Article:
The Fayetteville Observer
Area law enforcement agencies have seen a decrease in the number of officers on staff within the past year, which officials say is part of usual attrition and is not affecting response to public safety.
In Fayetteville, there are 434 budgeted sworn, full-time officer positions and 10 part-time positions, a Fayetteville Police Department spokesman said.
As of Monday, the department had 63 vacant full-time officer positions, said Sgt. Jeremy Glass, a spokesman for the department.
Since March 2020, 96 sworn officers have left the department, with 71 of those positions being filled.
“Please keep in mind that mid-sized and large-sized agencies staffing levels are down across the nation, and throughout the state, based off of our research,” Glass said.
The Police Executive Research Forum surveyed agencies across the East and West coasts in 2018 and reviewed Department of Justice data between 2013 to 2016.
The survey found that retirement, career changes, and scrutiny and criticism of the profession, are among the reasons departments are finding it challenging to recruit and retain officers.
It’s a matter that Police Chief Gina Hawkins brought up more than once at Fayetteville City Council meetings within the past year.
In May, Hawkins told council members the pay difference between city police officers and other law enforcement agencies was causing some retention problems for her department.
“We have quality officers in our city, and we’re losing them to other cities,” Hawkins said.
Council members voted in June to increase pay for police officers, 911 dispatchers and firefighters to make their wages more competitive with departments in other cities.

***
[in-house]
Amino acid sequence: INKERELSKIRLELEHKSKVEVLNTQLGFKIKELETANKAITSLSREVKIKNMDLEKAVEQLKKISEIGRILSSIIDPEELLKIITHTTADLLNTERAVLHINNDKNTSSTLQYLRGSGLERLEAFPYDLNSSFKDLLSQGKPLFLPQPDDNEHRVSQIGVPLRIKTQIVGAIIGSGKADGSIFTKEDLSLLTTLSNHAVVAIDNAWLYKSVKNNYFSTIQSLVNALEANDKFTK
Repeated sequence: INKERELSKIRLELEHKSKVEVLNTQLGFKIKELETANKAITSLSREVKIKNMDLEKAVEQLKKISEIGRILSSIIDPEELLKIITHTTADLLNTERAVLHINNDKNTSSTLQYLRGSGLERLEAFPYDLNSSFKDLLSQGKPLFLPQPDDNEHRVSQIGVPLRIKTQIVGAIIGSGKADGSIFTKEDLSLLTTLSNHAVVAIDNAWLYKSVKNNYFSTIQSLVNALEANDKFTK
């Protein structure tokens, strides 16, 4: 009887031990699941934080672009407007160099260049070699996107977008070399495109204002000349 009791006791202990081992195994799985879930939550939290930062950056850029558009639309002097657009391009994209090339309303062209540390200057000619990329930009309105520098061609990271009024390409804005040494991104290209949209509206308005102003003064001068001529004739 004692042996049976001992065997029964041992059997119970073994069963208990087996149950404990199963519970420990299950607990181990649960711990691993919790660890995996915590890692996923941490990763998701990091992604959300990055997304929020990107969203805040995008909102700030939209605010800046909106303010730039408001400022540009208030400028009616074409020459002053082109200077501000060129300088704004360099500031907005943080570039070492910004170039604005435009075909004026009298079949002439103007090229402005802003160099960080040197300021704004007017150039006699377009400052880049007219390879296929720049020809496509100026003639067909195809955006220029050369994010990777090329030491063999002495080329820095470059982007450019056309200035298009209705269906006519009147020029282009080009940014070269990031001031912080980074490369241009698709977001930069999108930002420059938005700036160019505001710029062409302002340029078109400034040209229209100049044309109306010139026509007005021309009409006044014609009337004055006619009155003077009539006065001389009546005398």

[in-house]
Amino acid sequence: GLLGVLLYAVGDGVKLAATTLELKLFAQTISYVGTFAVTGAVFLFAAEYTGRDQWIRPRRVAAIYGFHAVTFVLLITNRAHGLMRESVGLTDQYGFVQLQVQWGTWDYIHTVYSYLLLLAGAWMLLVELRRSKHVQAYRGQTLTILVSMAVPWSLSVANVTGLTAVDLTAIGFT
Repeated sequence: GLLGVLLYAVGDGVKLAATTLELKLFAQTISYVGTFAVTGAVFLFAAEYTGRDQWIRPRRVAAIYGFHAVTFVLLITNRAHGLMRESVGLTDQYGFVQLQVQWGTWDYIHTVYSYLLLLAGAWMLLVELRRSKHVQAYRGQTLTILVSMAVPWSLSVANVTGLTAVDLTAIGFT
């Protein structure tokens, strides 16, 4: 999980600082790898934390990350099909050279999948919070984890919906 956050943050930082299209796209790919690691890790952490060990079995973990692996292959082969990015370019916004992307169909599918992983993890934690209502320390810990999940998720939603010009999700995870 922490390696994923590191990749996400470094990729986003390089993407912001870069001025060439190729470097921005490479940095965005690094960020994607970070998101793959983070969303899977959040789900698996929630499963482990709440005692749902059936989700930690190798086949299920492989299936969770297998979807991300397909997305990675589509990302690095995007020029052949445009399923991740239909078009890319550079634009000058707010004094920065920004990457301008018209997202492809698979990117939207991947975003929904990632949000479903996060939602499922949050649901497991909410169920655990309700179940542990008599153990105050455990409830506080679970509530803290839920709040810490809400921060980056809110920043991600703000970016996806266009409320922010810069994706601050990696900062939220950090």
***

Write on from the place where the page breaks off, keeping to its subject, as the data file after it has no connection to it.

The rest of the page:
The budget increased an officer’s starting pay from $34,000 to $38,000 per year; with a pay increase to $39,750 after one year.
In November, Hawkins told council members morale was an issue and that department employees seemed to no longer view police work as a 20- or 30-year career.
“Morale is low,” she told the council. “It’s low for a lot of different reasons, but we still are resilient. We are still doing our job.”
)ther local agencies
The Cumberland County Sheriff’s Department has 336 sworn officers, a spokesman said.
As of March 29, the department had 68 full-time sworn spots to fill, said Lt. Sean Swain.
The number of vacancies is slightly up from 2020, when there were 49 spots to fill, he said. In 2019 there were 55 vacant spots; in 2018 when there were 30 vacant spots; and in 2017 there were 37 vacant spots.
Swain said other employment opportunities, terminations and employees who’ve moved from the area are all factors for those who left the department.
The Hope Mills Police Department has 40 budgeted officer positions with eight vacancies, Chief Joel Acciardo said.
Similar to the Fayetteville Police Department and the Cumberland County Sheriff’s Department, Acciardo said attrition — or normal turnover of officers taking positions with other departments or retiring — are reasons for the vacancies.
“The turnover rate fluctuates from year to year, meaning, one year may see higher turnover than another, however, most of the time, vacancies can be filled with new hires in a reasonable amount of time with good candidates,” Acciardo said. “It has become apparent that the pool of quality candidates has become very competitive, which in turn, makes filling the current vacancies more challenging.”
Retaining and recruiting efforts
Glass cited the 2020 pay step increase and providing incentives as examples of efforts to retain officers in the city.
Incentives include paid training; salaries starting at $38,000 and increasing to $39,750 after training; incentives for bachelor’s or associate’s degrees; a take-home car program for those who live in Cumberland County or in a 16-mile radius of the city; and incentives for a three-year commitment and relocation assistance of $2,000 for inexperienced candidates and $6,000 for experienced candidates.
Glass said despite the challenges in the career field, Fayetteville reduced crime in 2020 and “brought it to its lowest point in the last 10 years.”
“While we appreciate the work that has been done, our department remains committed to ensuring a safe and secure community, and investing in our most valuable asset — our personnel,” he said.
When the department is fully staffed, the number of officers per capita is about 2.05 per 1,000 residents. That’s close to the Federal Bureau of Investigations statistics of 2.1 officers per 1,000 residents.
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